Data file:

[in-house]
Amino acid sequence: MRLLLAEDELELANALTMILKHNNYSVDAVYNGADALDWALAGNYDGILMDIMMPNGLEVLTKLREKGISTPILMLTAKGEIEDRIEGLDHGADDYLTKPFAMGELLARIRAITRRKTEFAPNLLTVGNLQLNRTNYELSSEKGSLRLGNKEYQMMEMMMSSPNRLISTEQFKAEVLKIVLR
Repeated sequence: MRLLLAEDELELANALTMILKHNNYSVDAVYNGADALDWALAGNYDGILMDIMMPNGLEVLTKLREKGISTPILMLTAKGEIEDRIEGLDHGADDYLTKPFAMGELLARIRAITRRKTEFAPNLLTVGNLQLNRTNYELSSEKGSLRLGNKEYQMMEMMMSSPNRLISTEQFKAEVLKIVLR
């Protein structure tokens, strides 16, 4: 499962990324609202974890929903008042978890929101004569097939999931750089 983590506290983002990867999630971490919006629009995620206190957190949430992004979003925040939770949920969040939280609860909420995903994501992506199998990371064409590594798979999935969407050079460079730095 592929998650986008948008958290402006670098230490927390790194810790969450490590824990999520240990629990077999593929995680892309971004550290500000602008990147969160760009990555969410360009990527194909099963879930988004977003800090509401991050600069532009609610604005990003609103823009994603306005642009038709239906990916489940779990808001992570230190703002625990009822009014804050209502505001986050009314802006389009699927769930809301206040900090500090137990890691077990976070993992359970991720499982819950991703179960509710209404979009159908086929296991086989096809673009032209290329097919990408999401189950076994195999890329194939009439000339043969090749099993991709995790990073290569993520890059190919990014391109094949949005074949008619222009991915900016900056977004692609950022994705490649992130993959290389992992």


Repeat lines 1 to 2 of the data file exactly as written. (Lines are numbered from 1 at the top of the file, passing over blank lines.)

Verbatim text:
[in-house]
Amino acid sequence: MRLLLAEDELELANALTMILKHNNYSVDAVYNGADALDWALAGNYDGILMDIMMPNGLEVLTKLREKGISTPILMLTAKGEIEDRIEGLDHGADDYLTKPFAMGELLARIRAITRRKTEFAPNLLTVGNLQLNRTNYELSSEKGSLRLGNKEYQMMEMMMSSPNRLISTEQFKAEVLKIVLR